So the goat loft was now reinforced, the septic pump was replaced, what next? My hay guy called and wanted to deliver 100 bales. My hay guy is the greatest. He not only delivered but he was able to drive the hay wagon first to the goat barn then over to the sheep barn. This allowed us to cut down on wheel barrow time and load the goat, buck and sheep barns directly from the truck! The Commander only had to haul 26 bales to the Ram barn – much easier. I spend most of my day stacking hay in four different lofts, I’m exhausted.
Just as we were finishing up the Commander noticed Dominick walking around inside his barn with the oatmeal tube stuck on his head. He somehow worked the cap off the tube and jammed his head inside to eat the grain stored there, ugh. That meant he needed to get some probiotics to prevent bloat.
As I was finishing up that chore the Commander called me over to the Rams. Both Killarney and Hoss had large bloody gashes over their eyes. After a bit more doctoring I was done for the day, I’m dead tired.
The Commander put everyone away tonight and he said everyone had noticeable hay bellies, that happens here on hay delivery days. I’m sure the barns will all be full a poo tomorrow morning.
I haven’t been posting lately as the Commander has been considering a new job that would take us home back to Michigan. This is a huge decision for us but the timing is terrible.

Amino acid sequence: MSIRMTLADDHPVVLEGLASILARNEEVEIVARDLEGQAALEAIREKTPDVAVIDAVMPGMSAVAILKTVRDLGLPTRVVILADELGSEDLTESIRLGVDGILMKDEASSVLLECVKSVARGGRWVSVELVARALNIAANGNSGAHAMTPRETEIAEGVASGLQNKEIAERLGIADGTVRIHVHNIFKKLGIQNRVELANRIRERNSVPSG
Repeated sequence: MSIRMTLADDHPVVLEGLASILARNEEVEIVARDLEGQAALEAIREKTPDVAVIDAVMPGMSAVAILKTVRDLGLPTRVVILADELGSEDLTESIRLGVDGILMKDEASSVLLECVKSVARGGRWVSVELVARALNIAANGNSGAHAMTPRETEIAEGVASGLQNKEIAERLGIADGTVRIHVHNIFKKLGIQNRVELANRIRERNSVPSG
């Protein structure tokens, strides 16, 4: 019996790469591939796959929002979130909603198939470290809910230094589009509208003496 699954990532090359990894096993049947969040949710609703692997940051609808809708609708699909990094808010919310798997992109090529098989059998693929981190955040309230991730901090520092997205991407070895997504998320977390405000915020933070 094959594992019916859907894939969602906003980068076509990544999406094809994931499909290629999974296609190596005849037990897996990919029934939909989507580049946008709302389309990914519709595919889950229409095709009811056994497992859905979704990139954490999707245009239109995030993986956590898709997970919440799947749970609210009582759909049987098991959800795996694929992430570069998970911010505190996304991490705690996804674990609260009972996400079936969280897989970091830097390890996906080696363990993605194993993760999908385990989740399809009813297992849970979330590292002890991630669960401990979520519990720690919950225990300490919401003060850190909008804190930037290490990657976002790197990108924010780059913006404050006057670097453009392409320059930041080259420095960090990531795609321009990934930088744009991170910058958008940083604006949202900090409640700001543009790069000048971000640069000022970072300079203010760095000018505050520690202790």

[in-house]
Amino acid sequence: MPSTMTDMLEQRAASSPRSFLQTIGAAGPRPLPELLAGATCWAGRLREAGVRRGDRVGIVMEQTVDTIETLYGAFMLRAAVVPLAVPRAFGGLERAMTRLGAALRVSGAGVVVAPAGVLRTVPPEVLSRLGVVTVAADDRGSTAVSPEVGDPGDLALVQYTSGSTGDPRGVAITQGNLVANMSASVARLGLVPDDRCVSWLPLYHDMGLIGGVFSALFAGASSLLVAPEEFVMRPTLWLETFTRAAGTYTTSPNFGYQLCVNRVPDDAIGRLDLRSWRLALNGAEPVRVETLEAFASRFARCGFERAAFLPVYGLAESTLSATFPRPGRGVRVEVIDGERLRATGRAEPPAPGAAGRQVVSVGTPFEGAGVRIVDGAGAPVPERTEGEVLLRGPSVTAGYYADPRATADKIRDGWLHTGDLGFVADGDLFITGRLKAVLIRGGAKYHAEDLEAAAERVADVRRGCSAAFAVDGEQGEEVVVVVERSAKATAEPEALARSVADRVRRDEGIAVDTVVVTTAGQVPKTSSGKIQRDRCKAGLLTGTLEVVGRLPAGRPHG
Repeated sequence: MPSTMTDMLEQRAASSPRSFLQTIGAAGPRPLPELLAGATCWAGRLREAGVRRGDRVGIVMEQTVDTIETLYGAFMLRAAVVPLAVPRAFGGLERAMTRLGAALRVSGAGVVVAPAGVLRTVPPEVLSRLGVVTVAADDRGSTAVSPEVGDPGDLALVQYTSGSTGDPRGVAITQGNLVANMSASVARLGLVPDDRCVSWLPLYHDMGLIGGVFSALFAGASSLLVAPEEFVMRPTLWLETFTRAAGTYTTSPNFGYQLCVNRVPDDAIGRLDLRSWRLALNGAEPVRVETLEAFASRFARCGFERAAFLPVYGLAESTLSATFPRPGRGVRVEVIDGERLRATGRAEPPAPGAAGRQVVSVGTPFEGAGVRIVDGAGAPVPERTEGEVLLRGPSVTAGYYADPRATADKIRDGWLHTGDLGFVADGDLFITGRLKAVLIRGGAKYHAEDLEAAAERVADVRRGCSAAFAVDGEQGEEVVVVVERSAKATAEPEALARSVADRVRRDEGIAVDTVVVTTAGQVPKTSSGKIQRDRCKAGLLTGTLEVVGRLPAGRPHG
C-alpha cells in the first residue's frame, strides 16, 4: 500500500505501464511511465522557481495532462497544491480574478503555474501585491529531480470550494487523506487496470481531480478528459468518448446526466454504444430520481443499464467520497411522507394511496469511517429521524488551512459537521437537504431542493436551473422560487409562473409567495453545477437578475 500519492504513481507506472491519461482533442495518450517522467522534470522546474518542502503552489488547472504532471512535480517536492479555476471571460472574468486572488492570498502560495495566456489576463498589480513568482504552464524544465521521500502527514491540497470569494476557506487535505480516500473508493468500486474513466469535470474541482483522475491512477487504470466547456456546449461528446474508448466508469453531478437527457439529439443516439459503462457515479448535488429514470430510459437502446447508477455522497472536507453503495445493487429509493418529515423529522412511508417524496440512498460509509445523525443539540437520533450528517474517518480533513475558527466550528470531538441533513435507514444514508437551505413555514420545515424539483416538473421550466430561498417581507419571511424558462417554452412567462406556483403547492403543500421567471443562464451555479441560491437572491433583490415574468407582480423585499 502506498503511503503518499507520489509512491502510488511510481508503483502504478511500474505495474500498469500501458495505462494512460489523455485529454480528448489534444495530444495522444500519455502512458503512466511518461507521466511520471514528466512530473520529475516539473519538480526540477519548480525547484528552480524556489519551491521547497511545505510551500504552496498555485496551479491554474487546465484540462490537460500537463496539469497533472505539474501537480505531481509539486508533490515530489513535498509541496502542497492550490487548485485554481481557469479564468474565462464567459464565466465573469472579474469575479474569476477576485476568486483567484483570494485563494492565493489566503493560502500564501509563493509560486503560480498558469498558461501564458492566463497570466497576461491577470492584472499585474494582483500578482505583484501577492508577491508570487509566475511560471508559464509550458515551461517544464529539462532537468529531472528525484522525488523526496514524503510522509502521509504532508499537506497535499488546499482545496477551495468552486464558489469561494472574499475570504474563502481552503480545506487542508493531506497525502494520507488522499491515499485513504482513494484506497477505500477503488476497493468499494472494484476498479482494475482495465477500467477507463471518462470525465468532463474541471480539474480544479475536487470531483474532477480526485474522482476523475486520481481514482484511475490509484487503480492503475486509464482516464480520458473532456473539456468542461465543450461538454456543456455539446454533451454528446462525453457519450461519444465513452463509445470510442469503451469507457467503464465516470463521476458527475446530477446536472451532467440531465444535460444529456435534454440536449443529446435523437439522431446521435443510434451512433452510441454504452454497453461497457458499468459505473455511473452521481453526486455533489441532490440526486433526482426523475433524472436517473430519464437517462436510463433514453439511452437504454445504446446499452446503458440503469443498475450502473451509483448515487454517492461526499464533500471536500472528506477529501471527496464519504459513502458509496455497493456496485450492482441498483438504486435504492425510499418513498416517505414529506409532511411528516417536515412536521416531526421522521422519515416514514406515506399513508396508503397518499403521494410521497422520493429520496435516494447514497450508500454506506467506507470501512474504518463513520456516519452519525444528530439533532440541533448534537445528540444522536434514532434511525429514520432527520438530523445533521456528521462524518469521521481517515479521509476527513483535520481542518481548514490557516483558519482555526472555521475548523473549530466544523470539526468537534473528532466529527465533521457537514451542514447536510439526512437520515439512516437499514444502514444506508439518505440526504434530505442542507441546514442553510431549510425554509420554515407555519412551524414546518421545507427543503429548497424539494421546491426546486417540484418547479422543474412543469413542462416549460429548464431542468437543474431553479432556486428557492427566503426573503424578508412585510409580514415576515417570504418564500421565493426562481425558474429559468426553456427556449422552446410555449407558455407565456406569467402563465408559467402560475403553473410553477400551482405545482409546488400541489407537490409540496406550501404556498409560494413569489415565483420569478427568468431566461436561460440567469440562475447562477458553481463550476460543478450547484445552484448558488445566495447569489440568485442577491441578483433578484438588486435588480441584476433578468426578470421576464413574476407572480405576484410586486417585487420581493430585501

First there is the election to consider and its impact on the future of the economy and the country. We often refer to the homestead as our insurance policy, can we really afford to toss it away without knowing who the President is going to be?
Second, trying to sell a home in the Winter is next to impossible and the current economic climate doesn’t make things any easier. Can we afford to take a loss? Again, knowing the results of the election would help. What would I do with the animals? (The goats go where I go!)
Third, could we get anything comparable in our new location? If you have seen the pictures of my goat barn and the work my father did on the inside of it you can see my trepidation about finding something as nice as I have now.
Fourth, we built this place from scratch – are we ready to give it up?
We took a lot of the leaves from the yard and deposited them inside the chicken coop.
I have discovered over the last couple of years that the chickens shred the leaves to pieces in no time and the worms love it!